“Where are you, Thaddeus?” she whispered. “This stage is due to leave at two an' these passengers ain't gonna wait 'round for me to play detective.” As her eyes scanned the streets, they lit upon the telegraph office and a grin lifted the corners of her mouth. “I might not be able to, but I know someone who can.” She stepped around the coach, smiled and addressed the waiting passengers. “Won't be but a few minutes, folks, then we'll be loadin' up.”
Heyes had just finished visiting with Nathan and was buckling his holster when a young boy came running up to him.
“Are you Joshua Smith?” he panted as he tried to catch his breath.
Heyes smiled at the boy. “I am.”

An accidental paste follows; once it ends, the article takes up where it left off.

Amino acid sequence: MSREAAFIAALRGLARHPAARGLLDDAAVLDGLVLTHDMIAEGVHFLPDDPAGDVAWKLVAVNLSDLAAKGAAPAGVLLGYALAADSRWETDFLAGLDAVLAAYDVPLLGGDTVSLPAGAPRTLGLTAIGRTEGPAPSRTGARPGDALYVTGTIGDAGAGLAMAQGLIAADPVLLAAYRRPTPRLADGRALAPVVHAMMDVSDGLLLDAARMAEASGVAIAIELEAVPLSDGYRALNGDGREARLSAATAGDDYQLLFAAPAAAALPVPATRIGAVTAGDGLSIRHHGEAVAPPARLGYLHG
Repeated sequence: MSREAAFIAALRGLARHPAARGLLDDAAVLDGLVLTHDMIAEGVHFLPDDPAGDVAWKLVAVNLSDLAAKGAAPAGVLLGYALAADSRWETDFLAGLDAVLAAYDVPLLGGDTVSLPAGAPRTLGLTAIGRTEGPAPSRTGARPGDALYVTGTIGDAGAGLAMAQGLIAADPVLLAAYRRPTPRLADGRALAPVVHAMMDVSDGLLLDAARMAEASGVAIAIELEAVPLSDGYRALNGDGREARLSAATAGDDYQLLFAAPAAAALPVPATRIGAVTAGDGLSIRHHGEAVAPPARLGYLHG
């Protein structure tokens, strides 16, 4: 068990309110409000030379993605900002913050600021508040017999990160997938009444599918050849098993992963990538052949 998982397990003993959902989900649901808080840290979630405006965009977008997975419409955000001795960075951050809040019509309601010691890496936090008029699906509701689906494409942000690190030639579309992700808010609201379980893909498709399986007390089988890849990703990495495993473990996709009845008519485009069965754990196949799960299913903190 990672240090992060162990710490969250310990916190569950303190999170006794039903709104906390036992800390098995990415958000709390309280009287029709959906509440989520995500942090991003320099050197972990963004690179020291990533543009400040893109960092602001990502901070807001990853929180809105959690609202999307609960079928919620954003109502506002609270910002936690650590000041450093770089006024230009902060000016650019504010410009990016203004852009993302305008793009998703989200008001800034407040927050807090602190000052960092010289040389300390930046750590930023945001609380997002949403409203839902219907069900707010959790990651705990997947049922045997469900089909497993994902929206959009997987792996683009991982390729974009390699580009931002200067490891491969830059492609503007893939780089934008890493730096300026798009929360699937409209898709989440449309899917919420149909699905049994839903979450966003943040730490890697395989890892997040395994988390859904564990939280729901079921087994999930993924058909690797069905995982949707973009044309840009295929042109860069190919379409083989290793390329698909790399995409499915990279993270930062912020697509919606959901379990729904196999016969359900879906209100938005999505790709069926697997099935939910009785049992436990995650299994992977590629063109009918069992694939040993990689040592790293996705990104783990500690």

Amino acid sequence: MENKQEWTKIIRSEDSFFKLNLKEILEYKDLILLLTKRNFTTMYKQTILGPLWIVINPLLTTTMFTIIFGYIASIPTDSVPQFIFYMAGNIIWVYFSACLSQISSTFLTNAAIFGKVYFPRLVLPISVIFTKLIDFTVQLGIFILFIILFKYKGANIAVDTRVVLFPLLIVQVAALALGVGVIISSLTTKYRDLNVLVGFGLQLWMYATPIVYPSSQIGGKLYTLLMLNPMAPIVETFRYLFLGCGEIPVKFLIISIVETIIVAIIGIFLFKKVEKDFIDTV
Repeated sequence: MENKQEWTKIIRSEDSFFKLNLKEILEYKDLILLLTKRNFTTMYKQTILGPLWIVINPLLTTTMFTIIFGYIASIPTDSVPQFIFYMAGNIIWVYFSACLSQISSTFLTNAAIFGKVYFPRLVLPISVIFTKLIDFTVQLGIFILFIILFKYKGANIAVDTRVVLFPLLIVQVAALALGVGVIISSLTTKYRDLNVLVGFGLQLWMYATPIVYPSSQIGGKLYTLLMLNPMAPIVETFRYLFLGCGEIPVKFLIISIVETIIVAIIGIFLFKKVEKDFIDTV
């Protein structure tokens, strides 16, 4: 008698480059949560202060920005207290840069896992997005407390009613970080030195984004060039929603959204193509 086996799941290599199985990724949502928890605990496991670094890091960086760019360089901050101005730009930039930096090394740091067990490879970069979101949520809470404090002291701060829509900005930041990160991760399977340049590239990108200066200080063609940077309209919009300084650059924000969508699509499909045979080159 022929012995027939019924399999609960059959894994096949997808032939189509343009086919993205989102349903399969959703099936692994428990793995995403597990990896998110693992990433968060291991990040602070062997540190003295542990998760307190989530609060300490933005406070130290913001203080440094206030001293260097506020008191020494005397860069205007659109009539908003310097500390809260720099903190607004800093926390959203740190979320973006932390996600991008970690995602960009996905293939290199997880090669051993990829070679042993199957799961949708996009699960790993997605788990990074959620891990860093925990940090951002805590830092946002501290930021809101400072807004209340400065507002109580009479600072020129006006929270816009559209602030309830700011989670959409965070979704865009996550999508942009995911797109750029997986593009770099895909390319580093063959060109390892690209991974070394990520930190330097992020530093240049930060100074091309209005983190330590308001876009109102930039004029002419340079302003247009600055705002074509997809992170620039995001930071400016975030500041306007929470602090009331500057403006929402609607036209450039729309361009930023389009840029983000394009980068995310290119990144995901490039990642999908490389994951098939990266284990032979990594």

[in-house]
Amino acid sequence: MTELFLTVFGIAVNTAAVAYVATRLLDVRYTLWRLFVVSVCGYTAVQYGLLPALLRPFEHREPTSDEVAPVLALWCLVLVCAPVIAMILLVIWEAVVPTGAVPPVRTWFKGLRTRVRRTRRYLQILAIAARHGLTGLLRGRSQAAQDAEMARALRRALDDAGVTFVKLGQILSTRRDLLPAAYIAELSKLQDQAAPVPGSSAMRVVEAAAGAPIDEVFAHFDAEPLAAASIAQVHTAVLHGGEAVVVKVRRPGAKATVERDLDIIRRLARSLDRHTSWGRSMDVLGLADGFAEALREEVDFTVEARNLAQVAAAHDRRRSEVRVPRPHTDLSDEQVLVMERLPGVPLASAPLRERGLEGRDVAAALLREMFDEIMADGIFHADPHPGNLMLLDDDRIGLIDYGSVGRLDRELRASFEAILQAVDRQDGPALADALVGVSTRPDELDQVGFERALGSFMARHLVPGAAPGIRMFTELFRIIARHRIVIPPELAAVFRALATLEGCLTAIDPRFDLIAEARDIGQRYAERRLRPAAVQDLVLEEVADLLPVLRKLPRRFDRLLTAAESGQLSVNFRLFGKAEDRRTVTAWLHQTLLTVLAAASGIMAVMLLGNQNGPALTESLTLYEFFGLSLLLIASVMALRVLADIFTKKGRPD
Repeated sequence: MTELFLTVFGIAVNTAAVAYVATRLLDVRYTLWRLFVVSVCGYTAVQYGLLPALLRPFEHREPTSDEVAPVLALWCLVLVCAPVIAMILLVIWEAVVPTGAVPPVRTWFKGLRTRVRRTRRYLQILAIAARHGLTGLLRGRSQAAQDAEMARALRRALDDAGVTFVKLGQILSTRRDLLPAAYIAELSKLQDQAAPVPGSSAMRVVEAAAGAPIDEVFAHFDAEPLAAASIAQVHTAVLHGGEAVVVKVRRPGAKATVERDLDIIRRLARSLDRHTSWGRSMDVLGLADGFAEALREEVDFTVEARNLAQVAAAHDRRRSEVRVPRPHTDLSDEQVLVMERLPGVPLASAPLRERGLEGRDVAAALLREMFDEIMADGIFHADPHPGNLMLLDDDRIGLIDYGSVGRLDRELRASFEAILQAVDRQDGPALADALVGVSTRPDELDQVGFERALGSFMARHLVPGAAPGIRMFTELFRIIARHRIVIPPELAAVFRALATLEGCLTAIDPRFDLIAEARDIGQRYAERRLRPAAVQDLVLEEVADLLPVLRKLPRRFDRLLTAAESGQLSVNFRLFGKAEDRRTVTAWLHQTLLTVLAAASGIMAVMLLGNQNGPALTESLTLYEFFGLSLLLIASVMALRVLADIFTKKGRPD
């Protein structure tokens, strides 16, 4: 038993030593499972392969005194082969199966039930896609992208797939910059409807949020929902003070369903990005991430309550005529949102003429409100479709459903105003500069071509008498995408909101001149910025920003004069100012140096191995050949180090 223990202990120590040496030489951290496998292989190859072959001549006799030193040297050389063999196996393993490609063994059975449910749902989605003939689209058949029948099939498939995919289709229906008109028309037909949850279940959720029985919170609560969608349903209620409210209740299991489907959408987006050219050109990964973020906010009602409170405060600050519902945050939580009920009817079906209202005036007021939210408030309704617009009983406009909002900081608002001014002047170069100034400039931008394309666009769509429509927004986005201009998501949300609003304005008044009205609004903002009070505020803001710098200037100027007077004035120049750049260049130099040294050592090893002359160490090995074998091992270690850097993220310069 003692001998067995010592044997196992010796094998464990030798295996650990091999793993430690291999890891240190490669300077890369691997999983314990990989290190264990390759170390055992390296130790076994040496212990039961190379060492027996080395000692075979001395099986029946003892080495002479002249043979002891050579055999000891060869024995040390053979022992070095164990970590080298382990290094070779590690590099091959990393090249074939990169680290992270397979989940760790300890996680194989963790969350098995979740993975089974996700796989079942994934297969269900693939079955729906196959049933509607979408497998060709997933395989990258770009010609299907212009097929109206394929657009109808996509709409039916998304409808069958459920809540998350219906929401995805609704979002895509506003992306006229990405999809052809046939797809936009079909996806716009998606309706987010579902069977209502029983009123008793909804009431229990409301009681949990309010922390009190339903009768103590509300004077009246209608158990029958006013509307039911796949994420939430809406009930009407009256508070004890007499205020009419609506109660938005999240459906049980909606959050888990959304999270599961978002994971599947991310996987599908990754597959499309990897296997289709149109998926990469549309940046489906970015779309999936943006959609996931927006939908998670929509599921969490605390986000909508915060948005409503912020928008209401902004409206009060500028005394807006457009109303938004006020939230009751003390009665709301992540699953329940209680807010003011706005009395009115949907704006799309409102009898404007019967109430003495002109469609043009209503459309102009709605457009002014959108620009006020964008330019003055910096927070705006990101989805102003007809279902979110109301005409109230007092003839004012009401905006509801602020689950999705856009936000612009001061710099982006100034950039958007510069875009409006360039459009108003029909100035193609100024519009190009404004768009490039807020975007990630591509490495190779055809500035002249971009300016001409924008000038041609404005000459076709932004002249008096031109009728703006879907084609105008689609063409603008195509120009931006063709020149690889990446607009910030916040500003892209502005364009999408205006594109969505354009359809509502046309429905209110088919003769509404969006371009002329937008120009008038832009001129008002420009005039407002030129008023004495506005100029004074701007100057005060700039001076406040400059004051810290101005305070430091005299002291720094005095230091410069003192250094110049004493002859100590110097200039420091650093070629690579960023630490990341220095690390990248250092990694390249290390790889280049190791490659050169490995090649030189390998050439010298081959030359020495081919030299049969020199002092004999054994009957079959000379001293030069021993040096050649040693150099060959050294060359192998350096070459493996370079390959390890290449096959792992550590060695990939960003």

“Whew!” The boy heaved a deep sigh of relief. “I'm a pretty good tracker, but daggone it, mister, you sure are a hard fella to track down! First, I went to the hotel, an' Mr. Johnson said you'd gone to have breakfast, so I ran to the diner. But Miz Maisie said you'd left an' gone to the sheriff's office, so I ran there an' Sheriff Crandall said you'd already left an' he didn't have no clue where ya was goin' next...” He stopped to catch his breath again and bent down to rest his hands on his knees.
“Well, you finally found me. Why were you looking for me?”
The boy straightened up and fished around in his pockets. With a gap-toothed grin he held up a piece of paper and waved it triumphantly in the air. “Here it is! I'm s'posed to give ya this. Mr. Parsons at the telegraph office said it was ur...” The boy's brow puckered with the effort to remember. “Emergeen? Urget? No, that's not it either!” he cried in frustration. “I'm sorry, it was so long ago, I done forgot what it was!”